Sue eventually found a job working at a military-focused nonprofit, and it helped her get the experience she needed to create her own dedicated military spouse program. She wrote a book and started saving up enough money to start the National Military Spouse Network (NMSN), which she founded in 2010 as the first organization of its kind.

"I founded the NMSN to help professional military spouses develop flexible careers they could perform from any location."

"Over the years, the program has expanded to include a free digital magazine, professional development events, drafting annual White Papers and organizing national and local advocacy to address the issues of most concern to the professional military spouse community," she says.

Not only was NMSN's mission important to Sue on a personal level she also saw it as part of something bigger than herself.

"Gone are the days when families can thrive on one salary. Like everyone else, most military families rely on two salaries to make ends meet. If a military spouse wants or needs to work, they should be able to," she says.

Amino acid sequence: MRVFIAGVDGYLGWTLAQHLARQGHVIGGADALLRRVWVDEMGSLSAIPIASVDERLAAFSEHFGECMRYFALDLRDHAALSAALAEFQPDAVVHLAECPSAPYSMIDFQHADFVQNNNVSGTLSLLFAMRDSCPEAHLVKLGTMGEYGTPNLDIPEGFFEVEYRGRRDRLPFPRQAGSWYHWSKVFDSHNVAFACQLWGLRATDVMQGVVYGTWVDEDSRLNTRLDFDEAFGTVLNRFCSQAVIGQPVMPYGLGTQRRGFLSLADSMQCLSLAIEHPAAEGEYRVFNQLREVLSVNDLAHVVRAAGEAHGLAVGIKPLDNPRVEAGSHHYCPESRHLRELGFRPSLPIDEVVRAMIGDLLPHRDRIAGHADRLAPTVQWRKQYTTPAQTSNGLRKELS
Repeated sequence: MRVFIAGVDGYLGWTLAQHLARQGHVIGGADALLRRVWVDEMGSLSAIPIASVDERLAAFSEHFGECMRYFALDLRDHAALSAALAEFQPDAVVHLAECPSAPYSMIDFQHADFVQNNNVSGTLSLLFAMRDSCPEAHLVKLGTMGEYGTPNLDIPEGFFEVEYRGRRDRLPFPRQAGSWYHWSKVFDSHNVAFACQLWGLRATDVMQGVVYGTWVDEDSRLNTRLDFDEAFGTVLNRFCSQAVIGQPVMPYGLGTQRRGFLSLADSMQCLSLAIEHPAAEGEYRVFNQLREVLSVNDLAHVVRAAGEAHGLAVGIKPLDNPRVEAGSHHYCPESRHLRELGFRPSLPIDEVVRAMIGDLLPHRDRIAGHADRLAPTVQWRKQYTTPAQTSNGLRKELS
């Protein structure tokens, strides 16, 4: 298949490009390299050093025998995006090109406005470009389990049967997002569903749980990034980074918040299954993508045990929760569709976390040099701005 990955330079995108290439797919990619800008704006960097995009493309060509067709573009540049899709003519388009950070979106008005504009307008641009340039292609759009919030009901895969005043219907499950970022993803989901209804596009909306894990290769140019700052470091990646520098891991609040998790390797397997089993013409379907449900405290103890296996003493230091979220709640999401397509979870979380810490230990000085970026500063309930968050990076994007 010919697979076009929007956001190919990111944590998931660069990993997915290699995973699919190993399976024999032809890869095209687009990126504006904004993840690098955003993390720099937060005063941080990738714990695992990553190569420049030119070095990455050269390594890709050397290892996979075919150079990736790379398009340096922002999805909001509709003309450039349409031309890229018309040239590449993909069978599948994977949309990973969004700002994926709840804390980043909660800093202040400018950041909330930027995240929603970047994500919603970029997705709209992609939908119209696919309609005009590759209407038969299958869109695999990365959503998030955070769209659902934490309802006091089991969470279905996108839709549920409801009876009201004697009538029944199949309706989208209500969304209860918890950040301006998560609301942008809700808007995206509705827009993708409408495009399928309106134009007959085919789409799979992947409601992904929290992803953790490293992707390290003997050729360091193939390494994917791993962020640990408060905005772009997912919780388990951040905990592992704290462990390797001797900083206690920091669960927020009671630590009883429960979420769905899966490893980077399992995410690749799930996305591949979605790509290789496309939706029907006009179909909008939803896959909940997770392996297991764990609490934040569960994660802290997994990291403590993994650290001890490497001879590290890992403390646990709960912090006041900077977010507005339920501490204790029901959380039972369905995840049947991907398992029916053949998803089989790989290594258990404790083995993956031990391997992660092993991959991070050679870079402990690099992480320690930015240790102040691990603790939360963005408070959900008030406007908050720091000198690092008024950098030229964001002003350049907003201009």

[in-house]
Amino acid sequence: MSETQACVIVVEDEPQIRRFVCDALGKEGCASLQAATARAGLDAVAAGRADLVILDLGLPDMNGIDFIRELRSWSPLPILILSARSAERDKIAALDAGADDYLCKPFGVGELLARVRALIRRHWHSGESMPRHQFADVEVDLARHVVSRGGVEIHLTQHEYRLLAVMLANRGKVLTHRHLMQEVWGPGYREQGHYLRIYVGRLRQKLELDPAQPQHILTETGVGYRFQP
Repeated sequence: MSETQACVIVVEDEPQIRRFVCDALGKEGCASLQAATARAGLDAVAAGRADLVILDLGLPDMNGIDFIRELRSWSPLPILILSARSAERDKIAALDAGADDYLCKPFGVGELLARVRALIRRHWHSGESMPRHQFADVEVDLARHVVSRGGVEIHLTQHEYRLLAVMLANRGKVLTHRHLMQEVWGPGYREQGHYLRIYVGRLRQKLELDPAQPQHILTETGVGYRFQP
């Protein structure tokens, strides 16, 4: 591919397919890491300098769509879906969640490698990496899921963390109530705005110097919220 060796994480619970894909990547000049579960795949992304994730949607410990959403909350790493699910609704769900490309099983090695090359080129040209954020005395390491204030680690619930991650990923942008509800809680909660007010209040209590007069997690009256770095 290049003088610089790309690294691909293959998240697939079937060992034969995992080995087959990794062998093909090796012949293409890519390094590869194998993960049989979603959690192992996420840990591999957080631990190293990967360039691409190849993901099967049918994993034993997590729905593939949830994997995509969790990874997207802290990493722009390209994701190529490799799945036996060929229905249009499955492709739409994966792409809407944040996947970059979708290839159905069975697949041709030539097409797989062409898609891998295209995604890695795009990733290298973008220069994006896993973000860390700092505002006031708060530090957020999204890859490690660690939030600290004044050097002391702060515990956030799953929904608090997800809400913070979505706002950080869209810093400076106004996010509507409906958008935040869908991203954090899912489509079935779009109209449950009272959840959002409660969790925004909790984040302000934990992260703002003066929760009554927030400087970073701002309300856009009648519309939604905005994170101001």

"When less than one percent of our population serves in the military," she continues, "we need to be able to not only recruit the best and the brightest but also retain them."

"We lose out as a nation when service members leave the force because their spouse is unable to find employment. We see it as a national security issue."

"The NMSN team has worked tirelessly to jumpstart the discussion and keep the challenges affecting military spouses top of mind. We have elevated the conversation to Congress and the White House," she continues. "I'm so proud of the fact that corporations, the government, and the general public are increasingly interested in the issues affecting military spouses and recognizing the employment roadblocks they unfairly have faced."

"We have collectively made other people care, and in doing so, we elevated the issues of military spouse unemployment to a national and global level," she adds. "In the process, we've also empowered military spouses to advocate for themselves and our community so that military spouse employment issues can continue to remain at the forefront."

Not only has NMSN become a sought-after leader in the military spouse employment space, but Sue has also seen the career she dreamed of materializing for herself. She was recently invited to participate in the public re-launch of Joining Forces, a White House initiative supporting military and veteran families, with First Lady Dr. Jill Biden.